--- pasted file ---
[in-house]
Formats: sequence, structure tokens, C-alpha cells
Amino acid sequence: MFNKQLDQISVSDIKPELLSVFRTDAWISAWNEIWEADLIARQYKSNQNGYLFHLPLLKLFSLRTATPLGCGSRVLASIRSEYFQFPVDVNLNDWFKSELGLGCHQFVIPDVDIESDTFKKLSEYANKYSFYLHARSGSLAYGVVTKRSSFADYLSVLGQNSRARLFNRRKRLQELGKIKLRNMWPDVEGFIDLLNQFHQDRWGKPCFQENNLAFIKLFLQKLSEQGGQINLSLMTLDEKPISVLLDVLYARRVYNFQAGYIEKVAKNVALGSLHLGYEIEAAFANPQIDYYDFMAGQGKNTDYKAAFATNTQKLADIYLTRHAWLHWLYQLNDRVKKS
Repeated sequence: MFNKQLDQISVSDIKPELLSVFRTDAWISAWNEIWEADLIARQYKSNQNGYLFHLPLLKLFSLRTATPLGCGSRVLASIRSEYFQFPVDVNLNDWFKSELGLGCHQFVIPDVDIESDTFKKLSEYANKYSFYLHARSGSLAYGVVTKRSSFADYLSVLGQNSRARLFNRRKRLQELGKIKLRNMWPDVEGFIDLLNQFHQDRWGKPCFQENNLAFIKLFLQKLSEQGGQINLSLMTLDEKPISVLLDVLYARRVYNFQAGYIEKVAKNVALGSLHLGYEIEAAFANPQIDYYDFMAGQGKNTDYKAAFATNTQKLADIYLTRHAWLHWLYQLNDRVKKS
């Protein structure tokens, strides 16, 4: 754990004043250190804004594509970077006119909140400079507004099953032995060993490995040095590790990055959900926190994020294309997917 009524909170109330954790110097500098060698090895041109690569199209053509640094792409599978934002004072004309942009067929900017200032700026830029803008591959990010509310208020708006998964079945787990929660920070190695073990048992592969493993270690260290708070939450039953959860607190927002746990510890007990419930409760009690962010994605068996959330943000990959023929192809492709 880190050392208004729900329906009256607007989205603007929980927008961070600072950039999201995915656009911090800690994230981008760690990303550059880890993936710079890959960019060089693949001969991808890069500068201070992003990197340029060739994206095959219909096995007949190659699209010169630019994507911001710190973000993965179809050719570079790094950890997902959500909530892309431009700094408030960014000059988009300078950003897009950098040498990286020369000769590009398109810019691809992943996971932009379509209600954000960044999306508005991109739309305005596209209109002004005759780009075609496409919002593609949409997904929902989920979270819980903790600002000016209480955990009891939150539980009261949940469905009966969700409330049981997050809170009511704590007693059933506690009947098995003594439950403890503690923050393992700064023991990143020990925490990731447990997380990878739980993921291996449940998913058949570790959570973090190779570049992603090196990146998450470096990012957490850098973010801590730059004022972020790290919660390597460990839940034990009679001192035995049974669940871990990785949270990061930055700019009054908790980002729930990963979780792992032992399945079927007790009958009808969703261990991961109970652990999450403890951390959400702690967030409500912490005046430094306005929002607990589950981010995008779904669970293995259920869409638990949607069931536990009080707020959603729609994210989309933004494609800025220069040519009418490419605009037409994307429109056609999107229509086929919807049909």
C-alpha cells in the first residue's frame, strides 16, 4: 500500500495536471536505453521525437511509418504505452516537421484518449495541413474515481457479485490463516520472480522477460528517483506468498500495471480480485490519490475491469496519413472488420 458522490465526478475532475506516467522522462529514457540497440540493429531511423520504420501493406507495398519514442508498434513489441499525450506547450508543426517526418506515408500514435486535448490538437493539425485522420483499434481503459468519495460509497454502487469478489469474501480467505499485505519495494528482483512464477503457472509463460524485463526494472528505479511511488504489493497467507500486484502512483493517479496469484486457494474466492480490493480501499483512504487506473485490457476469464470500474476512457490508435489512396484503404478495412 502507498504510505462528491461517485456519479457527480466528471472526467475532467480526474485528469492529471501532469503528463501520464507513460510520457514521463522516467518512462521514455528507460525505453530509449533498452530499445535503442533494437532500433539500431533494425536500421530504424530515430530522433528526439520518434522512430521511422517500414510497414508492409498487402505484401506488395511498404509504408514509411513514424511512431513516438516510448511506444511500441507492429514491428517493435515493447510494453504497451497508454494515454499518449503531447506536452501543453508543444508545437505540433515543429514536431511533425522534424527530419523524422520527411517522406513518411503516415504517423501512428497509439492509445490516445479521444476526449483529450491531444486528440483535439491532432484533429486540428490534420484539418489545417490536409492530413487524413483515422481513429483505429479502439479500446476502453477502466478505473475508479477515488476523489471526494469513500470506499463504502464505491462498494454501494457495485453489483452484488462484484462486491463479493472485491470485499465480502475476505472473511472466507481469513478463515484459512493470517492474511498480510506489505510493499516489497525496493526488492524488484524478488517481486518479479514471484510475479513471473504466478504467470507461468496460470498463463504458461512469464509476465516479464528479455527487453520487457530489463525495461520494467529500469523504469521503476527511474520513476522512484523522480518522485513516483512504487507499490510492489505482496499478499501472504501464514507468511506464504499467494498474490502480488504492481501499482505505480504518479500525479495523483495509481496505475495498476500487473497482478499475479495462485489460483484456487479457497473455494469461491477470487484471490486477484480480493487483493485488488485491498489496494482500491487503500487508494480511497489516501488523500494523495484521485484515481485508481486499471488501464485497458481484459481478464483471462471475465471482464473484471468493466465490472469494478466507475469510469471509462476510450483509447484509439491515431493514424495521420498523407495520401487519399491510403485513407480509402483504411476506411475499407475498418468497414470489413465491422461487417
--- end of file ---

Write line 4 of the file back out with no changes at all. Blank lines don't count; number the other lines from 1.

Repeated sequence: MFNKQLDQISVSDIKPELLSVFRTDAWISAWNEIWEADLIARQYKSNQNGYLFHLPLLKLFSLRTATPLGCGSRVLASIRSEYFQFPVDVNLNDWFKSELGLGCHQFVIPDVDIESDTFKKLSEYANKYSFYLHARSGSLAYGVVTKRSSFADYLSVLGQNSRARLFNRRKRLQELGKIKLRNMWPDVEGFIDLLNQFHQDRWGKPCFQENNLAFIKLFLQKLSEQGGQINLSLMTLDEKPISVLLDVLYARRVYNFQAGYIEKVAKNVALGSLHLGYEIEAAFANPQIDYYDFMAGQGKNTDYKAAFATNTQKLADIYLTRHAWLHWLYQLNDRVKKS